Lucion Marine can offer ship owners help in preparing a Ship Recycling Plan
The marine industry has a strong focus on health and safety like any other, but as time has gone it’s become clear that there were certain areas in which improvement was needed. Since this initial discovery, there have been various conferences and revisions made to the relevant policies to do with ship construction, with specific reference to ship recycling and construction.
All ships lives must come to an end, so it’s important that they are recycled in a way to meets the standards established by the relevant authorities, such as the IMO (International Maritime Organisation) and SOLAS (Safety of Life at Sea convention) . These organisations are dedicated to improving the overall safety and general practices in the marine industry. Taking apart a commercial ship is hard work and poses more risks than you might expect, including the removal of hazardous waste, so it’s vital that there be strong and effective policies and practices in place in order to properly tackle the issue.
Ensuring that hazardous material identification is carried out safely and securely is one of the highest priorities in the marine industry these days, and with good reason. Past construction methods, while effective for their purpose at the time, have since been discovered to be less safe than modern methods would prefer. The key issue that emerged from research into the area is that a lot of older ships have been built with what have since been discovered as harmful materials.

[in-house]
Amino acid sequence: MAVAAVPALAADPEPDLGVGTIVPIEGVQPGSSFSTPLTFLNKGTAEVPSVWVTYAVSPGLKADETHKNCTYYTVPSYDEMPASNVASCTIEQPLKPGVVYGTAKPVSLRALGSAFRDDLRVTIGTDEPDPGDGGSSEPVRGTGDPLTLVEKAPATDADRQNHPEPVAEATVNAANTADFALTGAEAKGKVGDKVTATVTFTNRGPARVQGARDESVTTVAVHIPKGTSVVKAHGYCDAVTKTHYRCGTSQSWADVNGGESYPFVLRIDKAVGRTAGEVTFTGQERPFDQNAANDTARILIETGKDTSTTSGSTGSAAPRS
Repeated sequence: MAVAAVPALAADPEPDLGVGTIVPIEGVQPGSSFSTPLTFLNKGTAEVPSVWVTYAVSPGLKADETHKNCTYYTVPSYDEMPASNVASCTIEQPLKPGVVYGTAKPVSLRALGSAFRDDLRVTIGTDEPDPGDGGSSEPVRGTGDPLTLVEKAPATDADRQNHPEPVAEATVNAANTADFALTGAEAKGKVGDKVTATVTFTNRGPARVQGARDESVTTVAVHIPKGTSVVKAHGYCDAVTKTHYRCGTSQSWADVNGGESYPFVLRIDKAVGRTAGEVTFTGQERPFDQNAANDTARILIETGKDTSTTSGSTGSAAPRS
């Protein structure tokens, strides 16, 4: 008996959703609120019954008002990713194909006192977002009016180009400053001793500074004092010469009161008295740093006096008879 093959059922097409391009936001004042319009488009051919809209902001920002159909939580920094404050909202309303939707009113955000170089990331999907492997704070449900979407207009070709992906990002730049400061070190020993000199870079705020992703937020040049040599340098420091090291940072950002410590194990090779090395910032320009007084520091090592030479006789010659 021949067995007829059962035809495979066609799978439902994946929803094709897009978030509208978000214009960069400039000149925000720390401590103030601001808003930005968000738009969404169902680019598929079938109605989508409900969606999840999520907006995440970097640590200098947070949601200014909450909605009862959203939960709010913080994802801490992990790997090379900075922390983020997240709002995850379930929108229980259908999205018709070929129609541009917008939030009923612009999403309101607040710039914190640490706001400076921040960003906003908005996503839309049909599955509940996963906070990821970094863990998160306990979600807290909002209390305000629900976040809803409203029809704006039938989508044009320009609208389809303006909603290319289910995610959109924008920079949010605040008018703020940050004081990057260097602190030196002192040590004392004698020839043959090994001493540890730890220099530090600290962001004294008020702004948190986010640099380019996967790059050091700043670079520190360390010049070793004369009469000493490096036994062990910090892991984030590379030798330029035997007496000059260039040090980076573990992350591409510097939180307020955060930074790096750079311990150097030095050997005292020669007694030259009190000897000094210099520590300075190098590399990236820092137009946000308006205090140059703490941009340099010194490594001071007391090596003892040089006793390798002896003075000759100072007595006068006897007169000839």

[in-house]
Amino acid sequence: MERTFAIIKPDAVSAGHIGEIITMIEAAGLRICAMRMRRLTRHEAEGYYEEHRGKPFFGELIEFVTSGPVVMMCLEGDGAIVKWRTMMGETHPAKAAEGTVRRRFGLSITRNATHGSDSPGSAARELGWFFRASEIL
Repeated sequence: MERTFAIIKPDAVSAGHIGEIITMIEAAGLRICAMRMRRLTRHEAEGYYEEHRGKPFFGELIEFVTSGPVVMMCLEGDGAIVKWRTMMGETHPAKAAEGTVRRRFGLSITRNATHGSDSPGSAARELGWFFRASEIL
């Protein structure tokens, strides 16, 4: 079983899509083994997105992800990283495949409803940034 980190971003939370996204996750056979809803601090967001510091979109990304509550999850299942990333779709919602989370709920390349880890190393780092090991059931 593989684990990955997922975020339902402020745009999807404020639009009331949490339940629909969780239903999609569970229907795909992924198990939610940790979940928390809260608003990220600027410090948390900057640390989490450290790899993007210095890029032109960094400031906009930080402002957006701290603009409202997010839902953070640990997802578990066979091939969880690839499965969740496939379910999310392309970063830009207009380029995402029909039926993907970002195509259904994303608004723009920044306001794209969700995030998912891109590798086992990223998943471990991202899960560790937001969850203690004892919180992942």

One such harmful material is asbestos. Asbestos is one of the most hazardous materials to have been used in construction, not just in ship building but other forms of construction as well. Awareness of asbestos has thankfully increased in vast amounts over the years, but it remains that the material is extremely harmful and is one of the leading causes of death in the construction industry, so this shift in focus towards proper asbestos disposal can only be a positive. Raised awareness towards asbestos leads to raised awareness for other harmful materials, which in turn leads to re-evaluation of policy and effective change within the industry. As time goes on, these improved policies will lead to much more effective and secure practices that work from the inside out.
If you work in this industry and specialise in the recycling of ships, then you must ensure that the ship owner has access to a list of hazardous materials that they can then provide to you. This is vital, as it’s what will help you to dismantle the ship in safety. If the list proves that the ship does contain hazardous materials then it’s worth reaching out to an external, specialised service to help you out, such as Lucion Marine. Lucion Marine is an offshoot of Lucion Environmental and, as the name suggests, specialises in the marine industry. They have done a lot of work with recycling yards in order to minimise the potential negative impacts that these hazardous materials can have not only on the industry at large, but also on the general public, carrying out assessments and surveys on the levels of hazardous materials involved. Please visit www.lucionmarine.com for more.